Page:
Thales again bags Indian Army’s order for thermal imagers

February 16th, 2008 - 9:24 pm ICT by admin  


New Delhi, Feb 16 (IANS) French defence major Thales has received a repeat order for 400 thermal imagers for the Indian Army’s T-90 main battle tank (MBT) taking to 1,000 the number of such devices it will supply to the Russian builder of the vehicle. “The deal was signed 10 days ago,” Francois Dupont, corporate country director of Thales India Private Ltd, announced Saturday on the sidelines of the ongoing DEFEXPO-2008 international defence exposition.

“Certification of the Catherine FC (thermal imagers) by (Russian defence equipment company) Rosoboronexport and the creation of Thales India Private Ltd as a local maintenance facility were decisive factors in this success,” Dupont added.

“This growing relationship places Thales as the main partner pf the Russian industry within the optronics field,” the official maintained.

According to Dupont, the deployment of the Catherine FC on the T-90 “is the result of close cooperation and highly complementary industry know-how of the two partners”.

“We’re proud to have the opportunity to work with such a demanding customer as the Indian Army,” said Francois Hubert-Habart, sales director for Asia for Thales’ land and joint systems.

“Cooperation between us is excellent. The difficulties we encountered at the outset were quickly resolved by getting the right structure in place - particularly a maintenance facility in India that guarantees extremely fast and efficient service.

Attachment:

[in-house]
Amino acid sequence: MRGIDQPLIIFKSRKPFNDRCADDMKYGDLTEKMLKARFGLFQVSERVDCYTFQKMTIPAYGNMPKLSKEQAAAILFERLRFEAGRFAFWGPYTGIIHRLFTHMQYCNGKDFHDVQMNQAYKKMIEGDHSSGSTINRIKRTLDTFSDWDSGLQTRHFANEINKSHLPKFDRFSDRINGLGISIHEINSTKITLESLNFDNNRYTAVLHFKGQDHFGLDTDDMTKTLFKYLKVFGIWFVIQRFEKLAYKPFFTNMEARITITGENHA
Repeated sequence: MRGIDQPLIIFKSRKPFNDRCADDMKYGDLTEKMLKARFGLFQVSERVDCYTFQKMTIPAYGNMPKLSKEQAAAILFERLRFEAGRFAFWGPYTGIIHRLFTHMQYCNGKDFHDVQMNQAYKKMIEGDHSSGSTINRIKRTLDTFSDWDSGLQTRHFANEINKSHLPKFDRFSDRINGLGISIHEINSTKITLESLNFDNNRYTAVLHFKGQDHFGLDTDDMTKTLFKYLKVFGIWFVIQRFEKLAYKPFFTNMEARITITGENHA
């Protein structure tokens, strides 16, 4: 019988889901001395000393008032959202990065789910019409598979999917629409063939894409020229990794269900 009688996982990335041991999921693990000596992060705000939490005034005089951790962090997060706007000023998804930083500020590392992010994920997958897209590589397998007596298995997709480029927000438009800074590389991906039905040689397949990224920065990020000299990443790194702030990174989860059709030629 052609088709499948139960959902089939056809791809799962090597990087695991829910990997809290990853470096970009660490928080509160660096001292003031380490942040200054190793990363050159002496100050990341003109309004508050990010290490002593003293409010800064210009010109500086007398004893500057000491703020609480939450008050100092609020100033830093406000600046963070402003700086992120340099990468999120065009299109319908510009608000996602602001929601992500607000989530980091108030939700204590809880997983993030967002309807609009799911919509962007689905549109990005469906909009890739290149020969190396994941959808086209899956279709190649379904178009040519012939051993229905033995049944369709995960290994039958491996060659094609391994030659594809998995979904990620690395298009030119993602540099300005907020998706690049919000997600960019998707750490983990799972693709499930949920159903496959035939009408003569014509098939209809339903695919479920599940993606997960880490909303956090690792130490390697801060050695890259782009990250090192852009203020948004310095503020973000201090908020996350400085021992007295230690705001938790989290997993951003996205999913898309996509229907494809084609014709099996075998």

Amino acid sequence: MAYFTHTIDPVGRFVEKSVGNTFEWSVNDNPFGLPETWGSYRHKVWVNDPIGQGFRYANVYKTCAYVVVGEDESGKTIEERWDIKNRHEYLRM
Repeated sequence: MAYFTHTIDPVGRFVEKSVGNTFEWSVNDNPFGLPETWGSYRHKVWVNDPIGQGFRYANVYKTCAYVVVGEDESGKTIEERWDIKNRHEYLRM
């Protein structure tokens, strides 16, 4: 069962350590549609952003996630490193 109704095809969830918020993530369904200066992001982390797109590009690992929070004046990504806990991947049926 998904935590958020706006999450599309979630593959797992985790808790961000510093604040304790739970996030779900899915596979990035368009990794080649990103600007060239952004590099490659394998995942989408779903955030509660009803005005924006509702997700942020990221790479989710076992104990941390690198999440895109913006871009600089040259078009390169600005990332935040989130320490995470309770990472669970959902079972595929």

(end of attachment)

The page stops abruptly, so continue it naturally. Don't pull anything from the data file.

“This new facility is also a prime illustration of or commitment to develop a growing long-term relationship with the Indian Army,” Hubert-Habart added.

In operational service with more than 10 countries around the world, the Catherine FC incorporates a long-wave infrared detector (LWI) that is a proven solution for the battlefield environment.

This technology provides an effective day/night vision capability and can also see through dust, rain and smoke while remaining largely impervious to the dazzling effects of sunlight and explosions.

For this reason, virtually all tank fire control systems in use today use LWI sensors.

Globally, Thales employs 22,000 R&D engineers out of a total workforce of 68,000 employees in 50 countries with 2007 revenues forecast in excess of 12 billion euros.

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